“These are the only current, dedicated funding sources for resiliency in the Commonwealth,” said Patrick Fanning, an attorney for the Chesapeake Bay Foundation.
Voyles argued that other routes of covering flood and energy efficiency projects would be more appropriate, as “they are not the goals RGGI is intended to achieve.”
Youngkin previously funded the Resilient Virginia Revolving Loan Fund with $25 million. Localities can receive loans for major flood-prep projects and pay them back over time, in theory maintaining funds for use statewide. He’s also proposed an additional $100 million for the revolving fund in this year’s update to the state budget, which lawmakers have not yet finalized.
Other RGGI supporters reiterated concerns over the legality of the move, including state Sen. Ghazala Hashmi (D–Chesterfield), who said the General Assembly alone has the power to leave RGGI.
“We have a legislature that is determined to protect our efforts through RGGI, so now [Youngkin]'s trying to do it illegally,” Hashmi said.
Two state attorneys general have offered differing opinions on that. Democrat Mark Herring issued an advisory opinion against the move before leaving office in January 2022. Republican Jason Miyares did the opposite after he took office. The Youngkin administration contends the GA “authorized but did not mandate” joining the program.
Business groups like the Virginia Manufacturing Association and Chamber of Commerce supported the repeal, saying cost increases are particularly harshly felt by small industrial companies. Brett Vassey of VMA also reiterated some administration arguments that the Virginia Clean Economy Act is Virginia’s key legislation requiring power producers to draw down emissions.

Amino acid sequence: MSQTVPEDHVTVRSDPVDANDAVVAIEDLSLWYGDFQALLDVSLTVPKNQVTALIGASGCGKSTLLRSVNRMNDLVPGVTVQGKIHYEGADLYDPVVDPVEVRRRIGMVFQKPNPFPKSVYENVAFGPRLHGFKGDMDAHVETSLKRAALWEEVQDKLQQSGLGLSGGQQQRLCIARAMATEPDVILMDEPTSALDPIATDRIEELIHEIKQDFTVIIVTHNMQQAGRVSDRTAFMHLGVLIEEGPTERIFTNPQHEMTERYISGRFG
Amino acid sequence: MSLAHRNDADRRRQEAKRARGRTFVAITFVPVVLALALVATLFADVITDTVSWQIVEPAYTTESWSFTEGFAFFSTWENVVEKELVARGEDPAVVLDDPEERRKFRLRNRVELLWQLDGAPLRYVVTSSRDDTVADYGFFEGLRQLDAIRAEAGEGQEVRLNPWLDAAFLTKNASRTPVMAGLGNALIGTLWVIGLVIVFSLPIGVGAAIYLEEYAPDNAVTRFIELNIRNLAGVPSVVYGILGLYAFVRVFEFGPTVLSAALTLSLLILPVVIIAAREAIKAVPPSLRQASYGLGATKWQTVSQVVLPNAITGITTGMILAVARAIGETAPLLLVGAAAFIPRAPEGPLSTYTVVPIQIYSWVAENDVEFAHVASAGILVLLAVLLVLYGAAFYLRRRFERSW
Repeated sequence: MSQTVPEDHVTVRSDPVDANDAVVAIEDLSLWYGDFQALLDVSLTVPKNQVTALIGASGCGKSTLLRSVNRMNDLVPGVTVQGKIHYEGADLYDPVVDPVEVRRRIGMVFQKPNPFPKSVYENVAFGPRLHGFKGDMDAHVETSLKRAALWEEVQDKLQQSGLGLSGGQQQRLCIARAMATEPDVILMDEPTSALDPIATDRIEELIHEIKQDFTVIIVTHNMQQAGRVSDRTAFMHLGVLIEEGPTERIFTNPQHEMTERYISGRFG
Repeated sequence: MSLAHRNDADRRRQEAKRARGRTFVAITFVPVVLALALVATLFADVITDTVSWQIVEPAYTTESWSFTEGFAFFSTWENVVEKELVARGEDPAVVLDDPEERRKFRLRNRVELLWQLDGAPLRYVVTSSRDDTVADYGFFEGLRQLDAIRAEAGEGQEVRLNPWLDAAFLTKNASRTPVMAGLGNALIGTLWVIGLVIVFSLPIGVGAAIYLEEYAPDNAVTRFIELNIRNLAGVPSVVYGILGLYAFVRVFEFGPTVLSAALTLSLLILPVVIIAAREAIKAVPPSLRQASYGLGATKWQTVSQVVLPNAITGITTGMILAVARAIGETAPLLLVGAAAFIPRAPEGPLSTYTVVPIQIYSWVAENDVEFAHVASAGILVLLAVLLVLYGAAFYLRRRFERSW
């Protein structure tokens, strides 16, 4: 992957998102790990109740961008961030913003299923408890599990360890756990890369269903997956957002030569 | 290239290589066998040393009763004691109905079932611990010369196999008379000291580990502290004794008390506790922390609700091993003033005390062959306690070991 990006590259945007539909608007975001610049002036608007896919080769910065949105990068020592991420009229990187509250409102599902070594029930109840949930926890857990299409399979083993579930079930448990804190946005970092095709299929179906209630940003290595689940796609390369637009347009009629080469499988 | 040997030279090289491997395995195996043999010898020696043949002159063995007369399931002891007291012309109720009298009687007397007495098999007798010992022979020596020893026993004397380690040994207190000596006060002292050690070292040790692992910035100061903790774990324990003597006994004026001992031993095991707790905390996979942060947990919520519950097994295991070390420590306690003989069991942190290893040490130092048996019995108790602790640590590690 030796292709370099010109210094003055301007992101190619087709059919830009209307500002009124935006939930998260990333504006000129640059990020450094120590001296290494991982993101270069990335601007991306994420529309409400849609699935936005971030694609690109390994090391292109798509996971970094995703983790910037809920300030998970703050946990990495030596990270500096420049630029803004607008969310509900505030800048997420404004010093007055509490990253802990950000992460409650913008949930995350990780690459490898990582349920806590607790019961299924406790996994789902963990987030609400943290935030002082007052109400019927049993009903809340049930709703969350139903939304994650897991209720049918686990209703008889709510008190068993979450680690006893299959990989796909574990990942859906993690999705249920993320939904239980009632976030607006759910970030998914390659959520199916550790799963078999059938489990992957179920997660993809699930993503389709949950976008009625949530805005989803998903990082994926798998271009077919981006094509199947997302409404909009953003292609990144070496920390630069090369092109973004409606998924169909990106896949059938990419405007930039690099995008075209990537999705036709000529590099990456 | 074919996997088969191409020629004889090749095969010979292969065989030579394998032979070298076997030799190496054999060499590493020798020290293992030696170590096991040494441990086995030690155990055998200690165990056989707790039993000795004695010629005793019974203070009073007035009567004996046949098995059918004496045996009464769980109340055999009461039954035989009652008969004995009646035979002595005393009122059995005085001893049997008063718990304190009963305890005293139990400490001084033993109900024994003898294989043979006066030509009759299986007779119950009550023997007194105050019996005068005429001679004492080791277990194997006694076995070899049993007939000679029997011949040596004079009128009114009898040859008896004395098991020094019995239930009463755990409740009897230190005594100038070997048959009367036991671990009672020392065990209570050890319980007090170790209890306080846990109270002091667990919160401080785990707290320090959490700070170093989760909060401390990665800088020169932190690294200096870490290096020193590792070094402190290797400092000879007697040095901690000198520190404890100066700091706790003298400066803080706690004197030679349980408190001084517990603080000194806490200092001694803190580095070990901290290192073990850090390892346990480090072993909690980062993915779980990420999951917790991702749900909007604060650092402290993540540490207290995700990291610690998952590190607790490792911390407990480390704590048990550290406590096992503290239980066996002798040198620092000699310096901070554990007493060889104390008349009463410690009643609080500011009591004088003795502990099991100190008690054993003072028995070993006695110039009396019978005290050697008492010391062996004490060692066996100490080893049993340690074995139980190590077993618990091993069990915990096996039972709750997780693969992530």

“VCEA mandates utilities comply with their reductions to zero carbon, not RGGI,” Vassey said.
Staci Rijal, a board member appointed by former Gov. Ralph Northam, questioned whether the administration could provide air quality data to back its assertions about the programs efficacy, even though Virginia’s participated in auctions for fewer than three years.
"How do we have enough data in two years’ time ... to make a decision and to say affirmatively that this program has had no impact on Virginia air quality?" Rijal asked.
Rijal asked about a reported drop in emissions from Virginia power plants. Mike Dowd, director of DEQ’s air and renewable energy division, confirmed that those emissions have fallen. However, Dowd said the state’s increased demand for imported energy (produced in other states) resulted in a net increase of 3.7 million tons of CO2.
Rijal followed up by asking about air quality — including irritants like nitrous oxide and ozone, not CO2.
“I don’t think there’s the data on that,” Voyles said.
DEQ wrote in its March 2022 report to Youngkin that “there is little correlation [with Virginia’s RGGI membership] to emissions reductions.” It also acknowledged in public comment responses that an 18-month period is not sufficient to show a correlation between membership in RGGI and a growth in renewable energy in the commonwealth.
The department also noted that higher costs to consumers could be avoided by funneling some RGGI proceeds into direct consumer rebates. Bill Shobe, a UVA economist who helped design RGGI’s allowance market in 2007, said this could be accomplished by amending the enabling legislation — though it would require diverting funds from the flooding and energy efficiency programs.
Voyles commented on what could come next, highlighting Youngkin’s Virginia Energy Plan. That plan is critical of the VCEA — saying it threatens electric reliability — and emphasizes an “all-of-the-above" approach that includes nuclear, natural gas and renewables.
He also noted Youngkin’s involvement in a blockbuster utility regulation bill this year, which will return regulatory power to the State Corporation Commission following this summer’s rate review.
DEQ’s webpage on carbon trading has been taken down. According to the Internet Archive, the page was up as recently as May 26, 2023.
Litigation on the issue is expected to follow the board’s vote. Walton Shepherd of the Natural Resources Defense Council said during public comment on Wednesday that “the legal case for repeal is wobblier than an inebriated bowling pin.”
The state has to conduct an executive review of the action and publish it in the Virginia Register of Regulations. The repeal will be in effect 30 days after that publication, although a DEQ spokesperson couldn’t give a specific deadline.